Being an avid link builder myself, I get frustrated by the hundreds of spam emails from people offering “Great Link Building Services” and finding out their methods include “commenting on dofollow” blogs.
Not that I read any of these emails, as 99% of them use the same software and 100% of the time they end up in my spam folder
The thing that has concerned me for a long time, and something that still makes no sense to me is the fact that webmasters of websites often hire these “link profile destroyers” to build a large quantity of links in an attempt to gain higher rankings. The only way to get a large quantity of these links is by spamming comment fields on blogs. Why? Because 99% of all blogs allow users (sometimes even anonymously) to comment and leave, their name and website address behind.
As you can see, this becomes very tempting to make a quick comment and leave your link without too much effort. As a result, many comments on blog posts are ridiculous (For examples check out Marc’s rant about spam )or are generic no-value adding comments like “Thanks” or “Great post”.
According to Google,
“..You are tarnishing other people’s hard work and lowering the quality of the web, transforming a potentially good resource of additional information into a list of nonsense keywords.”
I could not agree more, especially in the SEO industry where we often create blog posts for which we want to rank (or at least try to). When your perfectly crafted blog post is picked up by Google, and you start ranking for the keywords (isn’t it a great feeling!) you know you did a great job.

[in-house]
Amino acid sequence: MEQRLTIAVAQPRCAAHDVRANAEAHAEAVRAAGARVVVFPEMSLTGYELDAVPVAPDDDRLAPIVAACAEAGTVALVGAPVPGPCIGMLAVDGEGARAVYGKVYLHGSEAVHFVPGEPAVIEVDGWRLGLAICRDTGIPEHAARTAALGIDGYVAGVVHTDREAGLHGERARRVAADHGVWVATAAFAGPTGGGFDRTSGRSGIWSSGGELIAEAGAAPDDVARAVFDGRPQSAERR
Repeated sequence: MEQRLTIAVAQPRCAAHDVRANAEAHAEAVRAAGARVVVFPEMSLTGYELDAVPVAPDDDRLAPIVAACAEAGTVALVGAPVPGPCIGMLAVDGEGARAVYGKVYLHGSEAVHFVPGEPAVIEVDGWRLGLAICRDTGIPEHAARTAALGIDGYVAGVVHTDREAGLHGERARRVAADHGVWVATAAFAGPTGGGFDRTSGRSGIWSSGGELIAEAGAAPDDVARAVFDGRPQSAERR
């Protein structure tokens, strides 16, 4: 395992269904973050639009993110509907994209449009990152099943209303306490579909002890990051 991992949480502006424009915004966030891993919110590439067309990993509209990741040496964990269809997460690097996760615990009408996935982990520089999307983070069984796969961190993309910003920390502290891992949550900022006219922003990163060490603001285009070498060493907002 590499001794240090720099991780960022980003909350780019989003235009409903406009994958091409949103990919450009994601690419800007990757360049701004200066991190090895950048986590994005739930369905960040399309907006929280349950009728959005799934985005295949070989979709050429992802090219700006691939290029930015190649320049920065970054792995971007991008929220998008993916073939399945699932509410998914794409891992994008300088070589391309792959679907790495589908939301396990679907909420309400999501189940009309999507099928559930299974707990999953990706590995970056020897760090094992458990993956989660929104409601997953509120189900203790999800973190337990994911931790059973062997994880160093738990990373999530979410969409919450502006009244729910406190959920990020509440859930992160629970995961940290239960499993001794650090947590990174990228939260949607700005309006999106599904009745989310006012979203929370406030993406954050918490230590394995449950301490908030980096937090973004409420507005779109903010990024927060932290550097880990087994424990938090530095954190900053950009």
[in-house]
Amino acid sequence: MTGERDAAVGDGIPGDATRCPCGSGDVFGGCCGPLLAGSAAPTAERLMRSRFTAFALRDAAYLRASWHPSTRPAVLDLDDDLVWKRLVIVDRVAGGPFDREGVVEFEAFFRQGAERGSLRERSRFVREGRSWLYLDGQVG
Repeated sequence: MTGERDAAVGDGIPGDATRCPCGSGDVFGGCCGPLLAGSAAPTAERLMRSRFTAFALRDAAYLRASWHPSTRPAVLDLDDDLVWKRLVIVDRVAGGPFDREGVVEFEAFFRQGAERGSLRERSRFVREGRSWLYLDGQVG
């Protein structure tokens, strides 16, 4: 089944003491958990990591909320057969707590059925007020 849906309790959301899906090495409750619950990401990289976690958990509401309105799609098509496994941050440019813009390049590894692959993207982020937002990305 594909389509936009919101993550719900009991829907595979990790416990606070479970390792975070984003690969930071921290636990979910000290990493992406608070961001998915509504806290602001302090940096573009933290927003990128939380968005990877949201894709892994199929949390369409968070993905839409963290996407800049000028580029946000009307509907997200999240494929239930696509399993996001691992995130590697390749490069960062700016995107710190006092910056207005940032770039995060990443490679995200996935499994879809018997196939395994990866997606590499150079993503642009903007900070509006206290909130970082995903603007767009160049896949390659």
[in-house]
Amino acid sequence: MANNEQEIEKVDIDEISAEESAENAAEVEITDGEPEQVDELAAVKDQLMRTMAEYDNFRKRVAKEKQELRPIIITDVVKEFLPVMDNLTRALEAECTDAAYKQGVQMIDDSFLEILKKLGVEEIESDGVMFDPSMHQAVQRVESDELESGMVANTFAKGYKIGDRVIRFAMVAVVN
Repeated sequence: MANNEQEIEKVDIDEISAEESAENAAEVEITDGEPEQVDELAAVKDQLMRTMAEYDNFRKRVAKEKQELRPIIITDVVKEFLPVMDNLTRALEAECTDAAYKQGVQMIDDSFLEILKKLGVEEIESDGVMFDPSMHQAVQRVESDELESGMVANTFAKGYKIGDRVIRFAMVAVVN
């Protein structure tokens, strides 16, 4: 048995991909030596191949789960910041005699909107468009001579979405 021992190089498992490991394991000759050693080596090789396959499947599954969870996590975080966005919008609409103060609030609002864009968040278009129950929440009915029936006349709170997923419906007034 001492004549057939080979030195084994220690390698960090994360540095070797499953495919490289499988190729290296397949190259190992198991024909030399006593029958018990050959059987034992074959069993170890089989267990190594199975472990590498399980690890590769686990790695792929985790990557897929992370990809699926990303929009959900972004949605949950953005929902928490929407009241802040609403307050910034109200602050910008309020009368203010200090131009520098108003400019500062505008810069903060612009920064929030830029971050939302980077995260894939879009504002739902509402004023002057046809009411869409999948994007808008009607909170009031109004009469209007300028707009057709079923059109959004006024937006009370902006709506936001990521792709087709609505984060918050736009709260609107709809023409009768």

Waking up the next morning to see your post suddenly having vanished from the index because these self-proclaimed link builders have polluted your comment section with so many spammy comments that now your most prominent keyword on the page is “Cheap Viagra”.
Google has finally announced that they are able to determine the links that come from spam commenting and de-value these. In fact, you could possibly harm the quality of not just the site you are commenting on but also your own site.
Now, I see this as potentially opening the flood gates for people to see this as a measure of lowering the quality of their competitor’s blogs/websites. Therefore, Google has come up with a couple of ways you could avoid this from happening.
- Disallow anonymous posting (People can still leave false information on your website, but at least it’s better as the name of the poster appearing as “anonymous”)
- Implement CAPTCHA checking when making comments
- Turn on comment moderation (So when someone comments on your blog, it has to go through an approval process)
- Use the “nofollow” attribute on links in the comment section
- Disallow link dropping in your comments
- Block comment pages out using your robots.txt or meta tags.
Now, whenever you get another spammy comment on your precious blog, before you delete it, think about the person sitting behind his computer trying to come up with more ways to comment on as many blogs as possible and think about what a big waste of time it is… It is something that should bring a smirk to your face; I know it does for me!